Monday, July 9, 2012

Student Choice Leads to Creativity

I am a huge advocate for allowing students to have a choice in the methods and tools they use to convey their learning.  This gets away from the idea that lesson plans and assignments have to be scripted by the teacher and can be challenging for some to implement.  But the end results can blow you away and supports and encourages students to be creative.  With the teacher focusing solely on the learning objective and then getting out of the way, students can and will become more engaged because they are making their own choices and become more invested in their learning.  For some students, creating a slide deck may be the best option.  For others it may be a podcast, a digital storytelling project, a VoiceThread, a Glogster poster, or even a timeless diorama.  The options are limitless.  I believe that students that can take on a task, challenge, or problem and then choose their own way to demonstrate and communicate their solution or what they learned will far better prepare them for their futures than if they can simply follow directions.

I was fortunate to recently attend ISTE 2012 and was excited when I learned that there were going to be two Ignite sessions.  I quickly added them to my schedule and was not disappointed.  For those not familiar, Ignite presentations are exactly 5 minutes in duration during which the presenter talks while 20 slides are displayed for 15 seconds each.  The presenter does not control the slides as they automatically advance, which certainly results in fast-paced and energetic presentations.  I absolutely love this presentation style!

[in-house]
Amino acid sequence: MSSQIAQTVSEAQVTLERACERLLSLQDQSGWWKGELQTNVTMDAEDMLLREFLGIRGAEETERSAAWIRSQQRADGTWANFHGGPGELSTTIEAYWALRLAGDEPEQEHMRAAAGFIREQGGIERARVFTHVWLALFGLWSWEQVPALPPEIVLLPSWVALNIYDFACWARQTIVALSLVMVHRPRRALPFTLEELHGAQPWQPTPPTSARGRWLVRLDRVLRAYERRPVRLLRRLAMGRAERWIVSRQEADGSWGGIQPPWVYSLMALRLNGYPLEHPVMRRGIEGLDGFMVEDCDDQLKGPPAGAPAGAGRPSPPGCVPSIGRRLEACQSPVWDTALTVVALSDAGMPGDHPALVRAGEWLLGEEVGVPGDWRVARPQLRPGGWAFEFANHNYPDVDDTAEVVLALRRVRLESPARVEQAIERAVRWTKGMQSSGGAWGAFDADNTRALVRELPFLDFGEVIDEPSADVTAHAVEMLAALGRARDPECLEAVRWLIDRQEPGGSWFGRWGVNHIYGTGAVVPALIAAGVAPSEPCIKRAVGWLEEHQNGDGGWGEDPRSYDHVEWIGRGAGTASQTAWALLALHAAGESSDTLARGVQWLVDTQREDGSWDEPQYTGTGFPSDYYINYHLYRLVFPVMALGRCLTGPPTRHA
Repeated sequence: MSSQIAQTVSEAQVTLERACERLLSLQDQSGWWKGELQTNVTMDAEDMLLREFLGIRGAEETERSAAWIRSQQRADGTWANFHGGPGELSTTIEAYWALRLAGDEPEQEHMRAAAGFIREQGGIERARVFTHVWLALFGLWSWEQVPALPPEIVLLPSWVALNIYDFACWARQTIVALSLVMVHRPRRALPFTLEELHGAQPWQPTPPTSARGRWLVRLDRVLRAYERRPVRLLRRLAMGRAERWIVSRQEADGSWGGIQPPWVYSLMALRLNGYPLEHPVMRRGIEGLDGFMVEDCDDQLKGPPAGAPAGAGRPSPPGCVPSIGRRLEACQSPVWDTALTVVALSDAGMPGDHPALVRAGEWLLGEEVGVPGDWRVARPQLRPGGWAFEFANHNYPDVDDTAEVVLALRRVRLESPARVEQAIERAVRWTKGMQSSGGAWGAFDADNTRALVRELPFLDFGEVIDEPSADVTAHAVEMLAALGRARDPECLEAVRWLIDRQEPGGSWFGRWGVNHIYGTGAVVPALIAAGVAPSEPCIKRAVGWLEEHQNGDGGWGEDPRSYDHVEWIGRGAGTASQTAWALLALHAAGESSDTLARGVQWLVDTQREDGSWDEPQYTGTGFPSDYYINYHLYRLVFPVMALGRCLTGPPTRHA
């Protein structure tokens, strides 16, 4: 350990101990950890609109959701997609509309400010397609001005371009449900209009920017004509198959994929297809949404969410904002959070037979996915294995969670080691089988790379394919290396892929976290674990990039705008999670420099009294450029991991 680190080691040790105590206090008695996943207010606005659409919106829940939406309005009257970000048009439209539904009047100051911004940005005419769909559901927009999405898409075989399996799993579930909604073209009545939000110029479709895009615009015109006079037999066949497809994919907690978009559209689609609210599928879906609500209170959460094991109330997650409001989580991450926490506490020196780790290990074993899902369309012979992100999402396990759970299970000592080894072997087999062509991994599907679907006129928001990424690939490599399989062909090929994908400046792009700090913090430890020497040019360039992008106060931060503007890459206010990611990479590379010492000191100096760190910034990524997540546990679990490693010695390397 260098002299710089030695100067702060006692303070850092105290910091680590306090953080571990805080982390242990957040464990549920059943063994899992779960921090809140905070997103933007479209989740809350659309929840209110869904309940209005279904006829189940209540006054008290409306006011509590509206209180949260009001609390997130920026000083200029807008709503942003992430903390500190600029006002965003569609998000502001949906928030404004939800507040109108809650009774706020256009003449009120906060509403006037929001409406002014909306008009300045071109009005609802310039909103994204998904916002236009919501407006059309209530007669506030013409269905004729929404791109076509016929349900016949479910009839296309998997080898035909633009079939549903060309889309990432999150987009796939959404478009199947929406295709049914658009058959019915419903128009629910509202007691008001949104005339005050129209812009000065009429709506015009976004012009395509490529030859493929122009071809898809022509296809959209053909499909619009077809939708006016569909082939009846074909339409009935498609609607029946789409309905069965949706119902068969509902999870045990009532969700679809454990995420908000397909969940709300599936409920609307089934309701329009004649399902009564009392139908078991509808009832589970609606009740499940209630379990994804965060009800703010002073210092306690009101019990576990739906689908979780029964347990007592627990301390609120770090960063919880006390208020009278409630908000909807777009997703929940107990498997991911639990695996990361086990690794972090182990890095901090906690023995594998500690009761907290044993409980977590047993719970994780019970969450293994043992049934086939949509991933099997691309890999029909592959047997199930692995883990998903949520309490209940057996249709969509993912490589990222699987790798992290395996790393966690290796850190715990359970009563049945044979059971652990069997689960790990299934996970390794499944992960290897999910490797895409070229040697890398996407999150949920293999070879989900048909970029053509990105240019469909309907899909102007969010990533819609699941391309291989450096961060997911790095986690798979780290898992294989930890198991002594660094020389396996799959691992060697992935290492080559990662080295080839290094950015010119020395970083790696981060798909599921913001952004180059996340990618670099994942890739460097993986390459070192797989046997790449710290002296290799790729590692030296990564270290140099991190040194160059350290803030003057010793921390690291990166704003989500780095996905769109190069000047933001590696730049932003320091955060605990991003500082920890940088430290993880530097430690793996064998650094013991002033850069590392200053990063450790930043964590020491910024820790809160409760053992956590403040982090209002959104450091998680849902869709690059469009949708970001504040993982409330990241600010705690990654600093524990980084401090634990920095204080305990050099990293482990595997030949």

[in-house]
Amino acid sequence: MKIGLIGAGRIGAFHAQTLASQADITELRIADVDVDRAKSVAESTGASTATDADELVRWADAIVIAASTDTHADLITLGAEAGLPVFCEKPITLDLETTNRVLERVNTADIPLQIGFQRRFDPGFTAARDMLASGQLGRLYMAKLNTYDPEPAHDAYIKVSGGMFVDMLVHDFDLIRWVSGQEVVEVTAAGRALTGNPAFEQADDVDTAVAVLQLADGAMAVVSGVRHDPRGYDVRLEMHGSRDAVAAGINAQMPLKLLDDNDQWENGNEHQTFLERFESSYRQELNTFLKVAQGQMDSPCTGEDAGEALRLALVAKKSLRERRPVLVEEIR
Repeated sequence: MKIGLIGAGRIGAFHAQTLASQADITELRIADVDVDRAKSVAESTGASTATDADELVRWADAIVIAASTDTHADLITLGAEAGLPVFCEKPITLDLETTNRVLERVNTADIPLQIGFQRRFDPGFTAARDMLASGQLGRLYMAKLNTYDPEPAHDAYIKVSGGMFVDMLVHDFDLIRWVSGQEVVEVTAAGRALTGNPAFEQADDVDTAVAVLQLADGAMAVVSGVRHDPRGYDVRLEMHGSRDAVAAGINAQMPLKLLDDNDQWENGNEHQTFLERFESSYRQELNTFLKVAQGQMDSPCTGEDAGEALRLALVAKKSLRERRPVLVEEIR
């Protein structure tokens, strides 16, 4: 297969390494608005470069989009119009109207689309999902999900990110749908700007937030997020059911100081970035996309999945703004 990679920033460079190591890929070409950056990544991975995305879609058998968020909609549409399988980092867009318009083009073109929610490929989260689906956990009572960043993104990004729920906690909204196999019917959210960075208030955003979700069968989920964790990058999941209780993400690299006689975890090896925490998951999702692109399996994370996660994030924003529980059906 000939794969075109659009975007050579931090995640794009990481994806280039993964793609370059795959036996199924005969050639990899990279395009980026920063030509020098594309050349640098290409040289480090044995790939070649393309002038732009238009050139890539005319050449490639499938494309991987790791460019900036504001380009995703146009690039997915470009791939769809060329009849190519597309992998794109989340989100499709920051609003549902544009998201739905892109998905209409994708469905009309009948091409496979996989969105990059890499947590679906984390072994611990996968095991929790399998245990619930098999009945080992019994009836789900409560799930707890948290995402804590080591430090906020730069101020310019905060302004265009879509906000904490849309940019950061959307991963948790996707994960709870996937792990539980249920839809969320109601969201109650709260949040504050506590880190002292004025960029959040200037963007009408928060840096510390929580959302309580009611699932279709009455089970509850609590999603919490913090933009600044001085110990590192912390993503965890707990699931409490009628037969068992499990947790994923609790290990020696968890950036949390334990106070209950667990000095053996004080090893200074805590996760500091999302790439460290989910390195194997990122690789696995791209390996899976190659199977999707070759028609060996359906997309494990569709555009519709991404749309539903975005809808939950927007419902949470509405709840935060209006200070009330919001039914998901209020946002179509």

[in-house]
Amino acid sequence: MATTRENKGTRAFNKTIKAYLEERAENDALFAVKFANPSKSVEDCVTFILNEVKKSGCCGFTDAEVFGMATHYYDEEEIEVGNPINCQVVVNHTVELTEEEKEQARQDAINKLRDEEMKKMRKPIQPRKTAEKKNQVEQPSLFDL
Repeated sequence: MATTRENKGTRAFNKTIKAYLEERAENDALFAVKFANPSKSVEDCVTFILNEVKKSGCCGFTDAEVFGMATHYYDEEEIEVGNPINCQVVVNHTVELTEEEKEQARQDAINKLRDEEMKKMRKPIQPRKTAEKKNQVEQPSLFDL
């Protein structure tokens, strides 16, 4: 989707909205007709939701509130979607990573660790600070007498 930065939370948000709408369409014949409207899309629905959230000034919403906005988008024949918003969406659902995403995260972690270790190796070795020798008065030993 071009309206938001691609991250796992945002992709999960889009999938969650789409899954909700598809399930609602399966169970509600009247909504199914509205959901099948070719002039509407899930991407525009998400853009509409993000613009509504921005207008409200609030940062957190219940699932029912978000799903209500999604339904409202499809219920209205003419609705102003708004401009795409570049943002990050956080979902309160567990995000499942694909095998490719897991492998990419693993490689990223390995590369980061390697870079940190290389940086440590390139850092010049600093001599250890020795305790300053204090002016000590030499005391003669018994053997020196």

During the second Ignite session,  Ben Smith (@edtechben), a physics teacher from Pennsylvania, gave a great presentation about allowing students to have choice and how it leads to creativity.  The best part was that the entire Ignite session was recorded and posted so that even those that couldn't attend the conference can be inspired by the talks.  All of the presentations are worth watching, but if you only want to focus on the student choice and creativity presentation by Ben Smith, skip to the 44:00 minute mark in the video below.


Video on Demand: